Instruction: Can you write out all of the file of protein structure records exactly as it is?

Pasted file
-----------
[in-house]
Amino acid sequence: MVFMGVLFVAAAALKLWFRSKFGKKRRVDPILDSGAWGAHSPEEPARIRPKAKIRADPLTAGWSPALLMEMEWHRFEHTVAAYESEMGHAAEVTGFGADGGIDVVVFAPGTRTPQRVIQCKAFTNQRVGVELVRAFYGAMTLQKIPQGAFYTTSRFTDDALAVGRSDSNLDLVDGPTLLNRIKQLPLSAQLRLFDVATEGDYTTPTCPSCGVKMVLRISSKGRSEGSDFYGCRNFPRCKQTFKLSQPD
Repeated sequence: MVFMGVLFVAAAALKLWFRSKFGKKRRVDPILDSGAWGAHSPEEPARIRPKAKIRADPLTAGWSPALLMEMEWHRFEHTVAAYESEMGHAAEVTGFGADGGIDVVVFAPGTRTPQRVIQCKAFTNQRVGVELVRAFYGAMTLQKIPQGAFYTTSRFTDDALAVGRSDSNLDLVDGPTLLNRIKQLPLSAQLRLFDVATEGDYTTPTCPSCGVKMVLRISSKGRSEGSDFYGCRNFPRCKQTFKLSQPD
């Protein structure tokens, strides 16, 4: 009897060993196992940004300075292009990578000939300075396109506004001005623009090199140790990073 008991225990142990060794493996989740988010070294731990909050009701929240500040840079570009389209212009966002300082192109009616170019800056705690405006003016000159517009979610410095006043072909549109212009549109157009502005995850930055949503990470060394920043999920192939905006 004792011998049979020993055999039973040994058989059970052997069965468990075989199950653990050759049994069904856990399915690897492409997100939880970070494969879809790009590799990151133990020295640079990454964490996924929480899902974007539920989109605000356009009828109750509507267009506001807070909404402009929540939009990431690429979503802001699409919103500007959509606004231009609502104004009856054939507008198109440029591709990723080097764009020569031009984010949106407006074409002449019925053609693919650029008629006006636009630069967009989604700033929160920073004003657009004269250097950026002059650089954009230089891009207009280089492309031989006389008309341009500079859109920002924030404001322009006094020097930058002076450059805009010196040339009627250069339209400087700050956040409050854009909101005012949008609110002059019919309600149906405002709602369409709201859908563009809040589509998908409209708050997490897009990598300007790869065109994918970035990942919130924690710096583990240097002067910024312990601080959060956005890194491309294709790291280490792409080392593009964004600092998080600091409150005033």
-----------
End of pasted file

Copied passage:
[in-house]
Amino acid sequence: MVFMGVLFVAAAALKLWFRSKFGKKRRVDPILDSGAWGAHSPEEPARIRPKAKIRADPLTAGWSPALLMEMEWHRFEHTVAAYESEMGHAAEVTGFGADGGIDVVVFAPGTRTPQRVIQCKAFTNQRVGVELVRAFYGAMTLQKIPQGAFYTTSRFTDDALAVGRSDSNLDLVDGPTLLNRIKQLPLSAQLRLFDVATEGDYTTPTCPSCGVKMVLRISSKGRSEGSDFYGCRNFPRCKQTFKLSQPD
Repeated sequence: MVFMGVLFVAAAALKLWFRSKFGKKRRVDPILDSGAWGAHSPEEPARIRPKAKIRADPLTAGWSPALLMEMEWHRFEHTVAAYESEMGHAAEVTGFGADGGIDVVVFAPGTRTPQRVIQCKAFTNQRVGVELVRAFYGAMTLQKIPQGAFYTTSRFTDDALAVGRSDSNLDLVDGPTLLNRIKQLPLSAQLRLFDVATEGDYTTPTCPSCGVKMVLRISSKGRSEGSDFYGCRNFPRCKQTFKLSQPD
């Protein structure tokens, strides 16, 4: 009897060993196992940004300075292009990578000939300075396109506004001005623009090199140790990073 008991225990142990060794493996989740988010070294731990909050009701929240500040840079570009389209212009966002300082192109009616170019800056705690405006003016000159517009979610410095006043072909549109212009549109157009502005995850930055949503990470060394920043999920192939905006 004792011998049979020993055999039973040994058989059970052997069965468990075989199950653990050759049994069904856990399915690897492409997100939880970070494969879809790009590799990151133990020295640079990454964490996924929480899902974007539920989109605000356009009828109750509507267009506001807070909404402009929540939009990431690429979503802001699409919103500007959509606004231009609502104004009856054939507008198109440029591709990723080097764009020569031009984010949106407006074409002449019925053609693919650029008629006006636009630069967009989604700033929160920073004003657009004269250097950026002059650089954009230089891009207009280089492309031989006389008309341009500079859109920002924030404001322009006094020097930058002076450059805009010196040339009627250069339209400087700050956040409050854009909101005012949008609110002059019919309600149906405002709602369409709201859908563009809040589509998908409209708050997490897009990598300007790869065109994918970035990942919130924690710096583990240097002067910024312990601080959060956005890194491309294709790291280490792409080392593009964004600092998080600091409150005033």